Membrane Structure and Function


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Cell Membrane


The cell membrane allows nutrients to enter the cell and releases waste. Since the membrane has selective permeability it can pick and choose what comes and goes, regulating the traffic and keeping the cell from becoming too "full" or obtaining harmful material. The membrane is a fluid with numerous proteins attached to a bilayer of phospholipids. The inside of the cell is hydrophobic (water hating) and the outsides are hydrophilic (water loving). A membrane is held together mainly becuaseof the hydrophobic interactions. Integral proteins are in the hydrophobic core of the bilayer. Peripheral proteins are loosely bound to the surface of the membrane. Carbohydrates are essential in cell to cell recognition. Transport proteins transfer materials across that could not pass on their own.


Diffusion is a process that transports material across the membrane. Diffusion is the tendency of molecules to spread and even themselves out. A substance will cross over from a concentrated area to a less concentrated area meaning the substance will diffuse down its concentration gradient. This is a spontaneous process and no work is involoved. Passive transport is diffision across a biological membrane where the cell does not have to use any energy.
Diffusion
Diffusion

Osmosis
Osmosis










Osmosis is the diffusion of water across a selectively permeable membrane. Comparing two solutions the one of higher concentration is called hypertonic and the one less concentrated is called hypotonic. Solutions of equal concentration is known as isotonic. Osmoregulation is the control of water balance. An animal cell placed in a hypotonic solution will take on more water to balance out the materials, and in most cases the cell is lysed (bursts open). An animal cell in a hypertonic solution will lose its water becoming shriviled. Plants cells are equipped with larger vacoules so they can take on more water. A plant cell in a hypotonic solution is actually in its normal state which is known as turgid or very firm. In a hypertonic or isotonic solution the plant cell loses water becoming flaccid or limp which is the reason why plants wilt. In plants a phenomenon known as plasmolysis occurs when the cell is in a hypertonic solution. As the plant loses water the plasma membrane pulls away from the cell wall and is usually leathal.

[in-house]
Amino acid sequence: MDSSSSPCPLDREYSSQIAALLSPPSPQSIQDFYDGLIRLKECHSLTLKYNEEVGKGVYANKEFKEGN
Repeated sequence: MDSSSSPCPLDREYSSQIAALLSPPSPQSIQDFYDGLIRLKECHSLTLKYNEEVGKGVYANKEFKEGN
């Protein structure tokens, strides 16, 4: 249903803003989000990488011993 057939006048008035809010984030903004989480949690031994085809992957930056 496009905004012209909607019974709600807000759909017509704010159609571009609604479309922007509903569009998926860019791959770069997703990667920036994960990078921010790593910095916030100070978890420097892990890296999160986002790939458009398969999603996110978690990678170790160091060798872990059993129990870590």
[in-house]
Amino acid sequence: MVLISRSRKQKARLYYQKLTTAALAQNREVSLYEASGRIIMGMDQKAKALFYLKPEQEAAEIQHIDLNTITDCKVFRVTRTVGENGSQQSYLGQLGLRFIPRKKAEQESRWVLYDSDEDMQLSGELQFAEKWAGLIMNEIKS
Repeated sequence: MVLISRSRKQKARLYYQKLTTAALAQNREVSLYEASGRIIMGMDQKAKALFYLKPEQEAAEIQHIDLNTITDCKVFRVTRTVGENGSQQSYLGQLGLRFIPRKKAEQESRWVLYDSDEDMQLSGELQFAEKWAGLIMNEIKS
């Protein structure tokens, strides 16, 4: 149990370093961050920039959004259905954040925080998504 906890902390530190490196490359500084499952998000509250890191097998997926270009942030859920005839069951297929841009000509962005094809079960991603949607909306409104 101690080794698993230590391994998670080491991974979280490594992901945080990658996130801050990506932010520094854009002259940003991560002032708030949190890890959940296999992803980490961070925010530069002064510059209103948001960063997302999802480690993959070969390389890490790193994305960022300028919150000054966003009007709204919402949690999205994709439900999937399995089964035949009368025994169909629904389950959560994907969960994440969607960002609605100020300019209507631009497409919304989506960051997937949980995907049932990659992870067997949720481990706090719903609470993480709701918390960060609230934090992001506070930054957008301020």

Water Balance
Water Balance
Osmosis Jones
Osmosis Jones















Facilitated diffision is the spontaneous passage of molecules and ions that are attached to a carrier protein. An aquaporin is the transport protein. A gated channel allows specific ions to travel through it.


Active transport is when energy is needed to get materials across the membrane. One of these is called the sodium-potassium pump
Sodium-potassium pump
Sodium-potassium pump
which swaps sodium for potassium across the animal cell's membrane. Some pumps generate voltage across the membrane. Membrane potential is the voltage across the membrane that ranges from -50 to -200 millivolts. The diffusion gradient of an ion is called electrochemical gradient. The electrogenic pump is a transport protein that sends a voltage across the membrane which the sodium-potassium pump is the main elctrogenic pump for animals. Plants, bacteria, and fungi use a proton pump which actively transports hydrogen ions out of the cell. Cotransport is the coupling of teh downhill diffusion of one substance, uphill of the other, and all against their own gradient.



Exocytosis transport large molecules out of the cell. Endocytosis takes in the large molecules. The three types of endocytosis are phagocytosis, pinocytosis, and receptomediated endocytosis. Phagocytosis (cellular eating) is when a cell wraps its membrane around a particle creating a vacoule. This membrane enclosed particle fuses to the lysosome where it is then digested. Pinocytosis (cellular drinking) forms a vacoule around extracellular fluid and is not specific in what it may pick up. Receptor-mediated endocytosis is highly specific. Proteins attached to the membrane have specific receptor sites that have ligands bind to them.
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Receptor-mediated endocytosis
Receptor-mediated endocytosis